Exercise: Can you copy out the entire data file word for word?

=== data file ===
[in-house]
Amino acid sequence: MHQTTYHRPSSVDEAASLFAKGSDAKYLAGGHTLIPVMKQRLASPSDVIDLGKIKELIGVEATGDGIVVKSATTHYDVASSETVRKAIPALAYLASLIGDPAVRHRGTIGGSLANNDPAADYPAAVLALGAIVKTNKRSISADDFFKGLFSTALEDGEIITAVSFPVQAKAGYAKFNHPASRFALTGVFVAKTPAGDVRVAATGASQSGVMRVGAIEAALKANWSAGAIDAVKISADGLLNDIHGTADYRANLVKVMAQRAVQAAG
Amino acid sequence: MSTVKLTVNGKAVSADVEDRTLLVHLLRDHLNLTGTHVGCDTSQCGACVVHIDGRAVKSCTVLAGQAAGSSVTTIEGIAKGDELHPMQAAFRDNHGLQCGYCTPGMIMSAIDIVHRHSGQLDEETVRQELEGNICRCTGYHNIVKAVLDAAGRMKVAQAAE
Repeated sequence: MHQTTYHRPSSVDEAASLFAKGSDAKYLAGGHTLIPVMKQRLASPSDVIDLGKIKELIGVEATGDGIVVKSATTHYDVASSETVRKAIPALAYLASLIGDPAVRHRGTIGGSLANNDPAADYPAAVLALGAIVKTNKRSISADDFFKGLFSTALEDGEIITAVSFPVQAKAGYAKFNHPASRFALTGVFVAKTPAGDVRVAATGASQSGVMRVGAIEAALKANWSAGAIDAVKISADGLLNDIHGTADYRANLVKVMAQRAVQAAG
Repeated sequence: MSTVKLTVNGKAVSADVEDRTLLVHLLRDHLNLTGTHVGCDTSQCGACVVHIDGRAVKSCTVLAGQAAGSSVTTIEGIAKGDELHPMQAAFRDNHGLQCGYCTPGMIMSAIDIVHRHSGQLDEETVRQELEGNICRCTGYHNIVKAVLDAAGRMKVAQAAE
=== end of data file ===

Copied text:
[in-house]
Amino acid sequence: MHQTTYHRPSSVDEAASLFAKGSDAKYLAGGHTLIPVMKQRLASPSDVIDLGKIKELIGVEATGDGIVVKSATTHYDVASSETVRKAIPALAYLASLIGDPAVRHRGTIGGSLANNDPAADYPAAVLALGAIVKTNKRSISADDFFKGLFSTALEDGEIITAVSFPVQAKAGYAKFNHPASRFALTGVFVAKTPAGDVRVAATGASQSGVMRVGAIEAALKANWSAGAIDAVKISADGLLNDIHGTADYRANLVKVMAQRAVQAAG
Amino acid sequence: MSTVKLTVNGKAVSADVEDRTLLVHLLRDHLNLTGTHVGCDTSQCGACVVHIDGRAVKSCTVLAGQAAGSSVTTIEGIAKGDELHPMQAAFRDNHGLQCGYCTPGMIMSAIDIVHRHSGQLDEETVRQELEGNICRCTGYHNIVKAVLDAAGRMKVAQAAE
Repeated sequence: MHQTTYHRPSSVDEAASLFAKGSDAKYLAGGHTLIPVMKQRLASPSDVIDLGKIKELIGVEATGDGIVVKSATTHYDVASSETVRKAIPALAYLASLIGDPAVRHRGTIGGSLANNDPAADYPAAVLALGAIVKTNKRSISADDFFKGLFSTALEDGEIITAVSFPVQAKAGYAKFNHPASRFALTGVFVAKTPAGDVRVAATGASQSGVMRVGAIEAALKANWSAGAIDAVKISADGLLNDIHGTADYRANLVKVMAQRAVQAAG
Repeated sequence: MSTVKLTVNGKAVSADVEDRTLLVHLLRDHLNLTGTHVGCDTSQCGACVVHIDGRAVKSCTVLAGQAAGSSVTTIEGIAKGDELHPMQAAFRDNHGLQCGYCTPGMIMSAIDIVHRHSGQLDEETVRQELEGNICRCTGYHNIVKAVLDAAGRMKVAQAAE